Historic Sites of Manitoba: Brookdale Grain Warehouse (Brookdale, Municipality of North Cypress-Langford)
A small unassuming building at Brookdale, on the CPR Varcoe Subdivision in the Municipality of North Cypress-Langford, is believed to be the last surviving example of a flat grain warehouse in Manitoba. Before the advent of tall elevators for the storage of grain on the prairies, warehouses such as these were used to store cloth sacks of grain.
The rectangular, two-storey building with gable roof was constructed in 1902 by local entrepreneur David McNaughton and its wooden walls were covered with overlapping metal panels. The main floor had a small office in the southeast corner. The rest of the building was a large room with a large south-facing door for unloading grain sacks from horse-drawn farm wagons and a north-facing door for loading them into railway boxcars sitting on the tracks that run past the warehouse. A ladder near the south door led to a second floor used for longer-term storage.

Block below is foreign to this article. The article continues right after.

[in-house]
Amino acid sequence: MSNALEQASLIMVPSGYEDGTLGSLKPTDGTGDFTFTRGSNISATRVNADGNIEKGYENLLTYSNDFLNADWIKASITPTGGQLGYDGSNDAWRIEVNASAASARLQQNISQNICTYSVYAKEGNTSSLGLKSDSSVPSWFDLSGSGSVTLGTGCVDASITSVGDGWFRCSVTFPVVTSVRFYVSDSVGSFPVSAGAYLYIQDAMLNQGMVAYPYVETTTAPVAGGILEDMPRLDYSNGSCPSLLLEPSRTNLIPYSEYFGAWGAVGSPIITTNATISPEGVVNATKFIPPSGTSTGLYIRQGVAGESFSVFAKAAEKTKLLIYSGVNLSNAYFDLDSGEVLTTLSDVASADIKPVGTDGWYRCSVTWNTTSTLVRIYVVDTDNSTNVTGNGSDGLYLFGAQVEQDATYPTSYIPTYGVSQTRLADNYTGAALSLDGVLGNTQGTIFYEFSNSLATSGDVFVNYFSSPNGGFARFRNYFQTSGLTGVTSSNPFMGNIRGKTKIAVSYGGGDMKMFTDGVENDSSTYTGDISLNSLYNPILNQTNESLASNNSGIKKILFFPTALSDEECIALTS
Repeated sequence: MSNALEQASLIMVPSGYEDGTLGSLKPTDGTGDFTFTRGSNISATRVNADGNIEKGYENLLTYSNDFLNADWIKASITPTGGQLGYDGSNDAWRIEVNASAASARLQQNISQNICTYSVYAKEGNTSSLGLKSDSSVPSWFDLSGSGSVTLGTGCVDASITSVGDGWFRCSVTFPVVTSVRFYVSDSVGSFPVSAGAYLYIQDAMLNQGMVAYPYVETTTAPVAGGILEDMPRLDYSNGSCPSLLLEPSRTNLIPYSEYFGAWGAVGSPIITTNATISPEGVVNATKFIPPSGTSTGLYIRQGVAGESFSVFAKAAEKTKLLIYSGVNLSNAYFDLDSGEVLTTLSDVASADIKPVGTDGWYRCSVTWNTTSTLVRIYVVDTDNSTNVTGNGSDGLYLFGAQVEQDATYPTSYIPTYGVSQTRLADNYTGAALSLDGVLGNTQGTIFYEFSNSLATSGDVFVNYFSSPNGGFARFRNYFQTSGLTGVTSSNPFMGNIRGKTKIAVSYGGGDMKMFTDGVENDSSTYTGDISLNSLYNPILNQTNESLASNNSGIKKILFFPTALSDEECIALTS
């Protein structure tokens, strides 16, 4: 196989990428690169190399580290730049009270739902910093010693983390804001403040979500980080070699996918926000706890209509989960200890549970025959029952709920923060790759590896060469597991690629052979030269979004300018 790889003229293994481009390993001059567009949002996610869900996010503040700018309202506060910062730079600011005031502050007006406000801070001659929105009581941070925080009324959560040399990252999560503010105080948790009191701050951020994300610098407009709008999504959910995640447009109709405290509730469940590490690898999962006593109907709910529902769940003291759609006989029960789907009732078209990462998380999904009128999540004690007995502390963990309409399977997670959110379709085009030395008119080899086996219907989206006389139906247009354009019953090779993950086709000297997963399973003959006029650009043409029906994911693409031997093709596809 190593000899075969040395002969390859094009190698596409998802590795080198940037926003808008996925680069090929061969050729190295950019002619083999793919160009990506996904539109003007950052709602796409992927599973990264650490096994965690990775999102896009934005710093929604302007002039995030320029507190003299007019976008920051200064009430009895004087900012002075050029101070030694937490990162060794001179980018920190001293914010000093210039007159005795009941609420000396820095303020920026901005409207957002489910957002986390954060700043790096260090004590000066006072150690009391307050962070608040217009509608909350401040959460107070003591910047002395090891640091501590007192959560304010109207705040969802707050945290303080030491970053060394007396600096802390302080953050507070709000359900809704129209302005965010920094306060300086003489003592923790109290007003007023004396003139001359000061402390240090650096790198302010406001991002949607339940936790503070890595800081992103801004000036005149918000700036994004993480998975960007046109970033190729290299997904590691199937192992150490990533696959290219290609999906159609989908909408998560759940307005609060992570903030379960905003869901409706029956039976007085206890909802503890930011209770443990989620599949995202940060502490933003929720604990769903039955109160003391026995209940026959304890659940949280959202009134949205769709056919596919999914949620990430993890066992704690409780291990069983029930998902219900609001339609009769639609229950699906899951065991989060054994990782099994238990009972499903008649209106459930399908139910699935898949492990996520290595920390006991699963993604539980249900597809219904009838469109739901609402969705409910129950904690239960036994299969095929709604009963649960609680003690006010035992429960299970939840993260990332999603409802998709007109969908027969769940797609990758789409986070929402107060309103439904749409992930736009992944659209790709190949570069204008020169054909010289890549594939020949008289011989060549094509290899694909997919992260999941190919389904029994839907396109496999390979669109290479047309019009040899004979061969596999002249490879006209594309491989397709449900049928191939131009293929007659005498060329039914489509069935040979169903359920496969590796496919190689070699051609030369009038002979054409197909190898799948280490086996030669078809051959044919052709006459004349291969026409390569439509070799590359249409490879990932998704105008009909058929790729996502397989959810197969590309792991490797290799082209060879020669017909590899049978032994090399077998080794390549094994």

In 1904, the warehouse was purchased by local merchant John Polworth Lawrie and used for buying and selling grain. In 1919, Lawrie bought a hardware store from J. B. Davidson and used the warehouse to store farm and building supplies. It was subsequently owned by his son, Angus C. Lawrie (1952-1969), and later by Raymond W. “Bill” Jones (1969-1990s) and Dan Jardine (1990s-2021).
On 28 October 2021, the building was moved to the Manitoba Agricultural Warehouse.
A History of Grain Elevators in Manitoba by John Everitt, Historic Resources Branch, Manitoba Department of Culture, Heritage and Tourism, circa 1993.
Quest in Roots: History of Brookdale School District by Brookdale Historical Society History Book Committee, 1987. [Legislative Library of Manitoba, F5648.B81 Que]
We thank Ken Mitchell, Helen Mitchell, George Penner, and Rose Kuzina for providing additional information used here.
This page was prepared by Gordon Goldsborough.
Page revised: 12 November 2021